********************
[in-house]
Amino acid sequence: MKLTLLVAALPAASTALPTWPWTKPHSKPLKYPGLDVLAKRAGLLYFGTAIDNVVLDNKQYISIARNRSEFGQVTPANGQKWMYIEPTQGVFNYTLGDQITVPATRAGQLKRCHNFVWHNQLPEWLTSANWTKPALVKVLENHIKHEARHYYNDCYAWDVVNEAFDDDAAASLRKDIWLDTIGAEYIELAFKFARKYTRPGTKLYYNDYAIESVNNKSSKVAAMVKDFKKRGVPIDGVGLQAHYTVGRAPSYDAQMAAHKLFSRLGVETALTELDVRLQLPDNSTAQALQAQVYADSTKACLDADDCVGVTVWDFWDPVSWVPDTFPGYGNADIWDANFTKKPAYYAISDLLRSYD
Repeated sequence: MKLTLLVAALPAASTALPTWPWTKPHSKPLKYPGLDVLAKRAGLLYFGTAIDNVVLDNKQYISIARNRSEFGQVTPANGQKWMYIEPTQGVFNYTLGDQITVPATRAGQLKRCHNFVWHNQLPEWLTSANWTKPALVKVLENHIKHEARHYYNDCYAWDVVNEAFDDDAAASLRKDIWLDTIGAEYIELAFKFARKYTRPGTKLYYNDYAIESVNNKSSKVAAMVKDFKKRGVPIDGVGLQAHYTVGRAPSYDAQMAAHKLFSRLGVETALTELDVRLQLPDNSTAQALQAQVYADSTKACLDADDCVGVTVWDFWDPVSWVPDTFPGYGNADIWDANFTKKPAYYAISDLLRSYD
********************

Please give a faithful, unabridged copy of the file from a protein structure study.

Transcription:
[in-house]
Amino acid sequence: MKLTLLVAALPAASTALPTWPWTKPHSKPLKYPGLDVLAKRAGLLYFGTAIDNVVLDNKQYISIARNRSEFGQVTPANGQKWMYIEPTQGVFNYTLGDQITVPATRAGQLKRCHNFVWHNQLPEWLTSANWTKPALVKVLENHIKHEARHYYNDCYAWDVVNEAFDDDAAASLRKDIWLDTIGAEYIELAFKFARKYTRPGTKLYYNDYAIESVNNKSSKVAAMVKDFKKRGVPIDGVGLQAHYTVGRAPSYDAQMAAHKLFSRLGVETALTELDVRLQLPDNSTAQALQAQVYADSTKACLDADDCVGVTVWDFWDPVSWVPDTFPGYGNADIWDANFTKKPAYYAISDLLRSYD
Repeated sequence: MKLTLLVAALPAASTALPTWPWTKPHSKPLKYPGLDVLAKRAGLLYFGTAIDNVVLDNKQYISIARNRSEFGQVTPANGQKWMYIEPTQGVFNYTLGDQITVPATRAGQLKRCHNFVWHNQLPEWLTSANWTKPALVKVLENHIKHEARHYYNDCYAWDVVNEAFDDDAAASLRKDIWLDTIGAEYIELAFKFARKYTRPGTKLYYNDYAIESVNNKSSKVAAMVKDFKKRGVPIDGVGLQAHYTVGRAPSYDAQMAAHKLFSRLGVETALTELDVRLQLPDNSTAQALQAQVYADSTKACLDADDCVGVTVWDFWDPVSWVPDTFPGYGNADIWDANFTKKPAYYAISDLLRSYD